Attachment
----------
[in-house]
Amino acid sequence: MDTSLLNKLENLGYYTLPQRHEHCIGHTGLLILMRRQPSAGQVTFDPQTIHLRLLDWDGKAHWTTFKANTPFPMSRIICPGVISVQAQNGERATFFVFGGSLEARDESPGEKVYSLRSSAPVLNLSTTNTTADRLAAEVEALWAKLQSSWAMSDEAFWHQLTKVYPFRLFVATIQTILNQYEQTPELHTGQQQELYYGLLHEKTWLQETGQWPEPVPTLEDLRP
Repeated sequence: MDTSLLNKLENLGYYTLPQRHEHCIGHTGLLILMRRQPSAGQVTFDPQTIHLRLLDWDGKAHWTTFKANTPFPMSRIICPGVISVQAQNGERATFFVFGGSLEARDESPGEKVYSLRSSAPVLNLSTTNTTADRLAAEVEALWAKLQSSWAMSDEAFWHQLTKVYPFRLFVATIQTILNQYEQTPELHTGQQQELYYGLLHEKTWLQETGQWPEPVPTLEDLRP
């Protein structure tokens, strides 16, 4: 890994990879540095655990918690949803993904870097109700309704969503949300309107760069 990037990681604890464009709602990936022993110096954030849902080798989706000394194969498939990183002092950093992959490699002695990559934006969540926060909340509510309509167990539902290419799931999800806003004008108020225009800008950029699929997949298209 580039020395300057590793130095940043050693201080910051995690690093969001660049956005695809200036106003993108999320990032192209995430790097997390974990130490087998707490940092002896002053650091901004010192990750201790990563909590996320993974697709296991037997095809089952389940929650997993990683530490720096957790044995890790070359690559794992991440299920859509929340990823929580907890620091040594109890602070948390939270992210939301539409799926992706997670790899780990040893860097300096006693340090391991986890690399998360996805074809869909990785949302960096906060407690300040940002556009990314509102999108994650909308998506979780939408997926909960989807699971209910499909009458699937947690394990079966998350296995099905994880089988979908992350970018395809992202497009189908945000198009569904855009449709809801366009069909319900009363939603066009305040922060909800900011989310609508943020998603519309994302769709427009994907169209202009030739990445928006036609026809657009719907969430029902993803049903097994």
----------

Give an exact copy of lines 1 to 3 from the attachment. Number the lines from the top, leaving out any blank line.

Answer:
[in-house]
Amino acid sequence: MDTSLLNKLENLGYYTLPQRHEHCIGHTGLLILMRRQPSAGQVTFDPQTIHLRLLDWDGKAHWTTFKANTPFPMSRIICPGVISVQAQNGERATFFVFGGSLEARDESPGEKVYSLRSSAPVLNLSTTNTTADRLAAEVEALWAKLQSSWAMSDEAFWHQLTKVYPFRLFVATIQTILNQYEQTPELHTGQQQELYYGLLHEKTWLQETGQWPEPVPTLEDLRP
Repeated sequence: MDTSLLNKLENLGYYTLPQRHEHCIGHTGLLILMRRQPSAGQVTFDPQTIHLRLLDWDGKAHWTTFKANTPFPMSRIICPGVISVQAQNGERATFFVFGGSLEARDESPGEKVYSLRSSAPVLNLSTTNTTADRLAAEVEALWAKLQSSWAMSDEAFWHQLTKVYPFRLFVATIQTILNQYEQTPELHTGQQQELYYGLLHEKTWLQETGQWPEPVPTLEDLRP